content of such cross-organizational endeavors. ARLTAB panels would continue to focus on one directorate in each review. Representatives from collaborating directorates might be invited to such cross-organizational briefings, and they might contribute to interactive discussions, but they would not normally be presenting the briefing itself. In addition, ARLTAB encourages ARL to continue to take advantage of the opportunity to use the Board to carry out additional reviews of specific cross-organizational programs as they are being developed and executed. Such reviews would encourage the gap analysis required to address properly the issue of what additional opportunities should be pursued by ARL.
In most of the projects reviewed, the research problems and objectives were clearly and adequately defined; investigators showed their awareness of related research in the extramural community and had formed productive collaborations where available. The language-translation work in the Computational and Information Sciences Directorate (CISD) evinced a well-planned movement from speech recognition, to text translation, to the current focus on parsing large volumes of documents. The CISD program in network analysis proceeds according to a clear articulation of project goals and plans. Additional strengths of this program include the support of three new Small Business Innovation Research (SBIR) projects on source selection, a focus on interdisciplinary collaboration, and expanded interactions with the Office of the Secretary of Defense (OSD), the Multidisciplinary University Research Initiative (MURI), Collaborative technology Alliance (CTA) participants, and end users.
In the Sensors and Electron Devices Directorate (SEDD), as a general rule changes are guided by a clearly stated long-term vision for each of the major SEDD mission areas. For example, the vision for the area of extreme energy and power describes an objective to provide the individual soldier with access to two or three augmented energy sources on the mesoscale and microscale, and the vision for the area of heterogeneous electronics highlights intelligent systems built from multiple technologies integrated into clothing, vehicle surfaces, and other stuctures in the warfighter’s environment.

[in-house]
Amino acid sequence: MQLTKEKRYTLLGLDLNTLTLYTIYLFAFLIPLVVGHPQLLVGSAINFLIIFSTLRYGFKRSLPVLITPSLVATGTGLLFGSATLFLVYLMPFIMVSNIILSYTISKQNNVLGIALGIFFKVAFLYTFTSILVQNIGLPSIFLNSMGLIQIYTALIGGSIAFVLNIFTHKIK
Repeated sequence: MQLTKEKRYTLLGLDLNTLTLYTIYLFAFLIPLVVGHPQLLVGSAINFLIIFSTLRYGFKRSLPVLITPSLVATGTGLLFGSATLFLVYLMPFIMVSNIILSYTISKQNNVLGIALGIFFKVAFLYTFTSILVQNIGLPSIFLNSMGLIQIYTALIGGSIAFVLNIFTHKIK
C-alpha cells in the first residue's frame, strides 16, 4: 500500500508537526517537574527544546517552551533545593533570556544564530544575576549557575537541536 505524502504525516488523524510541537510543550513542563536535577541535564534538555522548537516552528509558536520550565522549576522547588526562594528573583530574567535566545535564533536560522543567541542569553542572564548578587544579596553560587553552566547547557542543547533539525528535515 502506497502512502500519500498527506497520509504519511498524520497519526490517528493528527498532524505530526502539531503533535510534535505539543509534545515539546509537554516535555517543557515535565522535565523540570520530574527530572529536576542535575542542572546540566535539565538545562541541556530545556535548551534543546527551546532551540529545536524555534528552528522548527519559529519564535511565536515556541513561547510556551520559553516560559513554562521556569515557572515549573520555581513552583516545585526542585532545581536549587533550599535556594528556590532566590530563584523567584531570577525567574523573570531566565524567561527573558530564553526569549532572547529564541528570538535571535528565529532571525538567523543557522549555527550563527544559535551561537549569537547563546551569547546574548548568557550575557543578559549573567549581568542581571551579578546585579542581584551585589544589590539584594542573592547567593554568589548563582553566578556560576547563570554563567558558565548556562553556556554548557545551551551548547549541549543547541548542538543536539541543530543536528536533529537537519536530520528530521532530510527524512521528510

The emerging neuroscience group in the Human Research and Engineering Directorate (HRED) has clearly set goals as part of its management of in-house programs and CTA collaborations. In the Survivability and Lethality Analysis Directorate (SLAD), the development of the methodology for achieving an understanding of underbody blast effects is well thought out and combines appropriate physics and necessary codes for assessing damage to vehicles. There is a good understanding of the limitations of the various elements that are interconnected to form the overall methodology. SLAD’s Target Interaction Lethality/Vulnerability (TILV) programs demonstrate collaboration efforts with the Weapons and Materials Research Directorate (WMRD) as well as the U.S. Air Force Research Laboratory (AFRL). There was also collaboration in international data-collection efforts using facilities such as the test ranges at Aberdeen Proving Ground, Maryland; facilities at Adelphi, Maryland; and Eglin Air Force Base, Florida, as well as ARL’s computational facilities.
The Vehicle Technology Directorate (VTD) has developed a capability concepts approach that allows VTD to connect research projects to specified objectives and to prioritize research and research areas so that work impacting several capability concepts can be moved forward, and research that does not apply to any capability concept might be redirected or stopped. At VTD, some high-quality technical work contributes significantly to the work of the overall technical community. For example, the compressor-tip-injection stall control work that couples experimental data and computational fluid mechanics is state of the art and will enable the industrial design community to improve gas turbine fuel economy and reduce compressor stall. In a similar manner, the windage work in high-speed gear systems is state of the art and promises to improve gearbox efficiency across a wide range of vehicles. The 3,000 to 10,000